Thawing permafrost: Another step towards assessing the consequences

Thawing permafrost, caused by climate change, releases stored carbon into the atmosphere, accelerating global warming. The enzyme latch hypothesis suggests that low-oxygen conditions in wetlands slow down enzymatic polyphenol degradation and carbon release. But are oxygen-dependent phenol oxidases really the only enzymes that microbial communities have in their arsenal? Or should we perhaps take a closer (metatranscriptomic and metabolomic) look at the microbially catalysed carbon cycle?
Thawing permafrost releases stored carbon, which further accelerates global warming. (Image by Mario Hagen on Pixabay.)

Thawing permafrost: the hidden threat

Climate change is a pressing global issue with far-reaching consequences, the extent of which we are still far from understanding. One such effect is the thawing of permafrost. Permafrost is a layer of soil that has remained frozen for at least two consecutive years and is found in high latitude regions, such as the Arctic. It acts as a massive carbon sink, storing an estimated 50% of the world’s soil carbon​1,2​, which is almost double the amount of carbon in the atmosphere​3​. The effects of thawing permafrost are far-reaching, affecting the Arctic ecosystems as well as the global climate. As global temperatures rise, permafrost begins to thaw, releasing stored carbon that is decomposed by resident microbial communities into carbon dioxide and methane; potent greenhouse gases that further accelerate global warming​4,5​.

Enzyme latch hypothesis: Polyphenols controlling the carbon cycle in peatlands

The enzyme latch hypothesis suggests that when there is insufficient oxygen in wetlands, the enzymes that break down organic matter are slowed down and thus carbon is stored. Polyphenols are a chemically diverse and abundant group​6​ which are decomposed by oxygen-requiring phenol oxidases​7,8​. Saturated soil conditions following permafrost thaw would render phenol oxidases inactive and ultimately stop microbial carbon decomposition to stabilise soil carbon. Several studies have found conflicting support for parts of the enzyme latch hypothesis​9–12​ and the possibility of alternative microbial metabolic strategies is so far unexplored.

Beyond phenol oxidases

There is some evidence against phenol oxidases being the only enzymes that degrade polyphenols. Plants have been producing polyphenols for hundreds of millions of years​13,14​, and microbes that are frequently exposed to them have probably evolved different mechanisms to utilise or resist them​15​. Moreover, in the human gut other microbial enzymes have been discovered that degrade various polyphenols even in the absence of oxygen​16​

New insights from Stordalen Mire 

Stordalen Mire is an Arctic peatland, where natural thaw has created three different habitats: intact permafrost palsa, partially thawed bog, and fully thawed fen.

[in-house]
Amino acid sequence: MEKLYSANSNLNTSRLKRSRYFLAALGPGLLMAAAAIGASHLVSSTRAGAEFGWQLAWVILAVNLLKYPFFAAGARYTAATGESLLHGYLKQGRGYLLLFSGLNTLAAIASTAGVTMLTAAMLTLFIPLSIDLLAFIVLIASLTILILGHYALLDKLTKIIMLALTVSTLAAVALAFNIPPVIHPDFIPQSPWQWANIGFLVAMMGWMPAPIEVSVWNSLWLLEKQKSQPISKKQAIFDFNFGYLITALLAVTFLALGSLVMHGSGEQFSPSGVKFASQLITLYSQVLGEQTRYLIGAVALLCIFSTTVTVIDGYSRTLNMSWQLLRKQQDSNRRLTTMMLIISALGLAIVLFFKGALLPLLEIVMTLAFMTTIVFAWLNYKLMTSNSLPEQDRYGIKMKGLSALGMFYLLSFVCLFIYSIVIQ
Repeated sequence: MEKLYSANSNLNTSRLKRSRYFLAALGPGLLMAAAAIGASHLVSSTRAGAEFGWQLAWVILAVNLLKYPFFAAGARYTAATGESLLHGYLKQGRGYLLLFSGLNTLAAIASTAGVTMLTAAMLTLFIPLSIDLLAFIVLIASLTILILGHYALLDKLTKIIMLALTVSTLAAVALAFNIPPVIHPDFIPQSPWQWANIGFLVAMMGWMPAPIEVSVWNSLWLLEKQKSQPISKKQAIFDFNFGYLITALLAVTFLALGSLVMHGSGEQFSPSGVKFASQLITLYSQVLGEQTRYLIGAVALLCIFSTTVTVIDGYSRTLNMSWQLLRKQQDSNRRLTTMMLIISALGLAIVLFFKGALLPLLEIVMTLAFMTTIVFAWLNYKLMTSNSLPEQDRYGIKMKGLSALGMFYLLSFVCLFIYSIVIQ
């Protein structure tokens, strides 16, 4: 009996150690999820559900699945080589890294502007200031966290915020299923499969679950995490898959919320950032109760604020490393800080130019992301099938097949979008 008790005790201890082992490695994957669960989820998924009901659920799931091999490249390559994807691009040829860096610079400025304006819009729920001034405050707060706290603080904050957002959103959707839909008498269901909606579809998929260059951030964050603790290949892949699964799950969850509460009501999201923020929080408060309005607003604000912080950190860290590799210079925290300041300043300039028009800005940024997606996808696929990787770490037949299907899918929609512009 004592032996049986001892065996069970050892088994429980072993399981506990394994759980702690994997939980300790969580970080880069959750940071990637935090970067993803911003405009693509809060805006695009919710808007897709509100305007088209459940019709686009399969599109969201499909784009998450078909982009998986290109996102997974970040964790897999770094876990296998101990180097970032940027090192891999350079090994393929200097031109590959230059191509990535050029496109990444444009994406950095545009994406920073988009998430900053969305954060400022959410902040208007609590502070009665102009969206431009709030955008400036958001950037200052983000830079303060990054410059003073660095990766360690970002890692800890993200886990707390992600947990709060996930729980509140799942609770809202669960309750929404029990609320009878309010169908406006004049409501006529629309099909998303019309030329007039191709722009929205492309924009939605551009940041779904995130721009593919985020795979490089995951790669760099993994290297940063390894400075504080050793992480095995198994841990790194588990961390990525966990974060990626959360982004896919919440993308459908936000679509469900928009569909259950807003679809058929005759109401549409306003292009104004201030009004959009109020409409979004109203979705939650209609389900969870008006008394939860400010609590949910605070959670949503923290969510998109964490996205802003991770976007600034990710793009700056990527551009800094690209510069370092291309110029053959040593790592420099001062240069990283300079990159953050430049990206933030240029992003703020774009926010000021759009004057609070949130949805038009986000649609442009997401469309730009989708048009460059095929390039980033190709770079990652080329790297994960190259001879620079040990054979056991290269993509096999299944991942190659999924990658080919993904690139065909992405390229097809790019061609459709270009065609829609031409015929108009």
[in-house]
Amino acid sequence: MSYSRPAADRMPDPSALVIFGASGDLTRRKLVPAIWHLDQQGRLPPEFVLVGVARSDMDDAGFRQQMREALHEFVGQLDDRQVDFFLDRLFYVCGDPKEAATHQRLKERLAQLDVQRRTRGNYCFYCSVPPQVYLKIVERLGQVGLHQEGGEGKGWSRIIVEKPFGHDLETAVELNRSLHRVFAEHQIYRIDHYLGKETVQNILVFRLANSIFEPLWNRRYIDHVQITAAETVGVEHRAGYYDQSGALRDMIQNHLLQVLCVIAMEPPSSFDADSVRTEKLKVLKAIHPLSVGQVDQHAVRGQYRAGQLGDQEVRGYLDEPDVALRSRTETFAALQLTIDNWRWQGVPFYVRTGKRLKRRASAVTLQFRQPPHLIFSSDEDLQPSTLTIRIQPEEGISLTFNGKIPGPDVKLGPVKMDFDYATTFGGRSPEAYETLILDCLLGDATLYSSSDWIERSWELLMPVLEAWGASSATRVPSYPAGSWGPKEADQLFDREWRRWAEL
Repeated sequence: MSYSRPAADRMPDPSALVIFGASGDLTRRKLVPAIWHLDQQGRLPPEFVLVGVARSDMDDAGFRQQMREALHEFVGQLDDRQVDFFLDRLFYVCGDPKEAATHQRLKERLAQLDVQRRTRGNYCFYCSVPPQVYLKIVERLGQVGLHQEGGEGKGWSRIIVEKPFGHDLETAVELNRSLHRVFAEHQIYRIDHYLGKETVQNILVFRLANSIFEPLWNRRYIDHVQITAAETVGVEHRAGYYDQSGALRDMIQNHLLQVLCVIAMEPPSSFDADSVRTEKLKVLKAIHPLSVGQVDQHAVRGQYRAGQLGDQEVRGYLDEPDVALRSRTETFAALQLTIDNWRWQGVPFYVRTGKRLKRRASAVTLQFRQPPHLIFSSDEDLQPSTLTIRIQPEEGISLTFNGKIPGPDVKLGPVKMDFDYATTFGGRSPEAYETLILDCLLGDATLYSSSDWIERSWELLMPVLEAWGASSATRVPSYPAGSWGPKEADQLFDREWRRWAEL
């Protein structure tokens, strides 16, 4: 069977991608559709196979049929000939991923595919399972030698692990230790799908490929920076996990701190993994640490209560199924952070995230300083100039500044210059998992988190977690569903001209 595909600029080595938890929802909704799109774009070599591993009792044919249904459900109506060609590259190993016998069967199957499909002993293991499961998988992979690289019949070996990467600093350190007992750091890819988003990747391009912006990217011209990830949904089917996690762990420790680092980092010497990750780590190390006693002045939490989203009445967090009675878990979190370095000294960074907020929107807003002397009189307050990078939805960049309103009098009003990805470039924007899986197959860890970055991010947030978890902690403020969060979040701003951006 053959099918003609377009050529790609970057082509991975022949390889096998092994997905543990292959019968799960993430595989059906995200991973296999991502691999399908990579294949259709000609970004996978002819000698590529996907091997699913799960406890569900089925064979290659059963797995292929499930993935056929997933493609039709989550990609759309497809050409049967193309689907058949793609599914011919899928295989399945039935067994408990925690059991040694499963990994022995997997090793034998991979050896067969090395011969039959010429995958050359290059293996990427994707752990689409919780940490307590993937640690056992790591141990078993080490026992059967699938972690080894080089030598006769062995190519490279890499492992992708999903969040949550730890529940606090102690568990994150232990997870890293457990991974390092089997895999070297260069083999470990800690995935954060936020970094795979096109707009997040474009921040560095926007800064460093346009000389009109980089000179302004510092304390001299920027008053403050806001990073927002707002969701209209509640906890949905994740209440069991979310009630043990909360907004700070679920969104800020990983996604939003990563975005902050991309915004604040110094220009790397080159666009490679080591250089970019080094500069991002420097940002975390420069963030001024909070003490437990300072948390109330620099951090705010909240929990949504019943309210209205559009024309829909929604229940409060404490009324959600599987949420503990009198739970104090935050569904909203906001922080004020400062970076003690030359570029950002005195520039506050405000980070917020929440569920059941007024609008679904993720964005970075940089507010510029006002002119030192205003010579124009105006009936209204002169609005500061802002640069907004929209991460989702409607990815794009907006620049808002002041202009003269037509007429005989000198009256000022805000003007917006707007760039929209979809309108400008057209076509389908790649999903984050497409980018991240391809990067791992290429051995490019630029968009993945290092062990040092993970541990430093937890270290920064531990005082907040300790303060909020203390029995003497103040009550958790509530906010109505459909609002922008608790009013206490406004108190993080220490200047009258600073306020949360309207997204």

Permafrost thaw gradient at Stordalen Mire.​21​ (CC BY-SA 4.0)

A group of researchers from the USA and Australia led by Kelly C. Wrighton at Colorado State University, USA, have revisited the basic ideas of the enzyme latch hypothesis and investigated how microbes in peatland soils transform polyphenols​17​. Stordalen Mire is an Arctic peatland, where natural thaw has created three different habitats: intact permafrost palsa, partially thawed bog, and fully thawed fen (see figure). The research team obtained paired genome-resolved metatranscriptome, metabolite and geochemical data to provide a new perspective on polyphenols in the microbially catalysed carbon cycle in thawing permafrost.

For the metabolomic data, water-soluble metabolites were extracted from peat and analysed by untargeted UHPLC-MS/MS. Metabolite annotation was initially performed using an internal database and extended using SIRIUS​18​, CSI:FingerID​19​ and CANOPUS​20​.

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The talented microbiome

Summarising the extensive results of the study, it is clear above all that the enzyme latch theory is not a suitable description for the dynamics of carbon processing in the Stordalen Mire. The microbial community has adapted its gene expression strategies to the habitat and the oxygen conditions prevailing there. Phenol oxidases alone do not control the fate of polyphenols and the presence or absence of oxygen is not an on/off switch for polyphenol degradation. Rather, polyphenols are integrated into a larger carbon degradation network, including a variety of polyphenol metabolic processes. The decomposition of polyphenols into smaller phenols can even boost carbon dioxide and carbon monoxide production.

Assessing the consequences

The biggest question arising from this study is how these findings will affect carbon storage. We cannot assume that carbon in thawing permafrost will remain stored due to a lack of oxygen. Addressing the challenges posed by thawing permafrost requires a concerted effort to mitigate climate change. While the situation is complex, understanding the dynamics of permafrost and its relationship with climate change is essential for developing strategies to cope with its effects.


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The easy way to comprehensive structure elucidation​

SIRIUS is proven to be the best computational method for identifying molecules from tandem mass spectrometry data. SIRIUS is the umbrella application comprising molecular formula identification (ZODIAC), structure database search (CSI:FingerID), confidence score assignment (COSMIC) and compound class prediction (CANOPUS).​